Once you have selected the image, gone to the Tracing Options, the first thing you should do is make sure that the Preview button is checked.
However, if your file is large, this will take up processing power and may slow things so considerably that Illustrator quits. If you notice that Illustrator is lagging, unclick the Preview button.
The Live Trace interface has several different options that allow you to change the appearance of your illustration.
Use the options under Mode to choose Grayscale, Black and White, or Color. For this illustration of a wing, we are going to choose Black and White so that we can check the Paths, Fills and Avoid White boxes. These will also allow for less extraneous paths and fills by limiting it to black and white.
We can also increase the amount of black lines Illustrator recognizes by reducing the Minimum Stroke Length, Minimum Area and Corner Angle. This will allow Illustrator to create more lines by recognizing smaller ones, detecting more areas with less density and creating larger angles-respectively.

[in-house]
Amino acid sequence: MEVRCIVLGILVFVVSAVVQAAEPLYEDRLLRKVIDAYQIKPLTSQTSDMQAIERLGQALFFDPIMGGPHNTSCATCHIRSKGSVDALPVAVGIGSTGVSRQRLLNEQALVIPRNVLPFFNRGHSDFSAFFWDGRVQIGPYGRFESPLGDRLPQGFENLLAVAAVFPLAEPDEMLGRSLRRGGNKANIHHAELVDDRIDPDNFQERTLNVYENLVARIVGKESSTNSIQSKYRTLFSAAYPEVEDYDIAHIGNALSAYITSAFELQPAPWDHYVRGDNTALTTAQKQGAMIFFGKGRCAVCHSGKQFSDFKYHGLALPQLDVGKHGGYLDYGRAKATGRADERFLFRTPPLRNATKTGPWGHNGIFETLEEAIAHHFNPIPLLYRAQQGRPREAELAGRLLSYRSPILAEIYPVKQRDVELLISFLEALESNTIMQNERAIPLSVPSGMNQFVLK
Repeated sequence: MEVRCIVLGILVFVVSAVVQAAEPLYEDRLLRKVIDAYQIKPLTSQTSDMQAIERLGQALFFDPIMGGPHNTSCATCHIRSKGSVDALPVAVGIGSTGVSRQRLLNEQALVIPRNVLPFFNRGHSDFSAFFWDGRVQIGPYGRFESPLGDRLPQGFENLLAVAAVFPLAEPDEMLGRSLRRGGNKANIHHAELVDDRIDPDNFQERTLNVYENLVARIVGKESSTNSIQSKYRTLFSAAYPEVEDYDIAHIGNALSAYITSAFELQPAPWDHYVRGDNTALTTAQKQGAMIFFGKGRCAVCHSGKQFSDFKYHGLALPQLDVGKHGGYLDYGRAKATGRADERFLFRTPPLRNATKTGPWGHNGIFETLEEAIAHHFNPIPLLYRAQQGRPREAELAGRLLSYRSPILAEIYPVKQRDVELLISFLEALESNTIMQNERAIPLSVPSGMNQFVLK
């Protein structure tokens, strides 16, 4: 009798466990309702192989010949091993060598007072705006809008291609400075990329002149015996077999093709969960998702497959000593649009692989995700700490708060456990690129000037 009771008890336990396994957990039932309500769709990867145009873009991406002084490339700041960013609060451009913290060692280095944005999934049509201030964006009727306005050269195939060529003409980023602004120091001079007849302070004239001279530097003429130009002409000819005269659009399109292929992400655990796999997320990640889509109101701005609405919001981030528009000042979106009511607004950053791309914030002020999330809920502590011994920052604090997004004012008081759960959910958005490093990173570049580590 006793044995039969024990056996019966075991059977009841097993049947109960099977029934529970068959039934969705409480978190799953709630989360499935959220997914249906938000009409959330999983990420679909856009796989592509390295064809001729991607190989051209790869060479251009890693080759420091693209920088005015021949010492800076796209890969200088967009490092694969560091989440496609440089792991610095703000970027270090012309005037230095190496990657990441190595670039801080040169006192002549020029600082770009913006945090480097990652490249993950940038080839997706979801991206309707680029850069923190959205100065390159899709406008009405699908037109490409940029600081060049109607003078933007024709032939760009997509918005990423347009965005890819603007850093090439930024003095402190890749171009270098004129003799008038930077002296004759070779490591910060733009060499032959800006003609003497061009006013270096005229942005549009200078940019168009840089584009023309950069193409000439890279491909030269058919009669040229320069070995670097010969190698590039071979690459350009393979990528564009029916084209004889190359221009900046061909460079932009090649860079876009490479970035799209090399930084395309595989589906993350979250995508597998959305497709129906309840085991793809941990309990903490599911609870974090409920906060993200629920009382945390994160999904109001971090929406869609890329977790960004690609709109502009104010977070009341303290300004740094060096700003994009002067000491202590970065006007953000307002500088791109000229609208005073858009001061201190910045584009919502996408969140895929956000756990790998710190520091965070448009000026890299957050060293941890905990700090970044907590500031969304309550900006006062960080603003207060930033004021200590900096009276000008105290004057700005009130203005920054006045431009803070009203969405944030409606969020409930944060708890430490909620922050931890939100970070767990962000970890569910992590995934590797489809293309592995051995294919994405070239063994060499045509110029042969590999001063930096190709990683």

You could also however choose Grayscale. but you get less options. If you are going this route, your image will have a softer aesthetic because it can gradate better between black and white. Make sure you click avoid white here so that you don't get extraneous fills.
Something to note here is that with either of these options, Black and White or Grayscale, the number of paths created by Live Trace is enormous. In the Black and White version, there are 11,000+ and in the Grayscale 32,000+ paths created. If this were something that you would still need to edit, the amount of layers alone could be difficult to wade through. This may be when you need to use the Pen tool.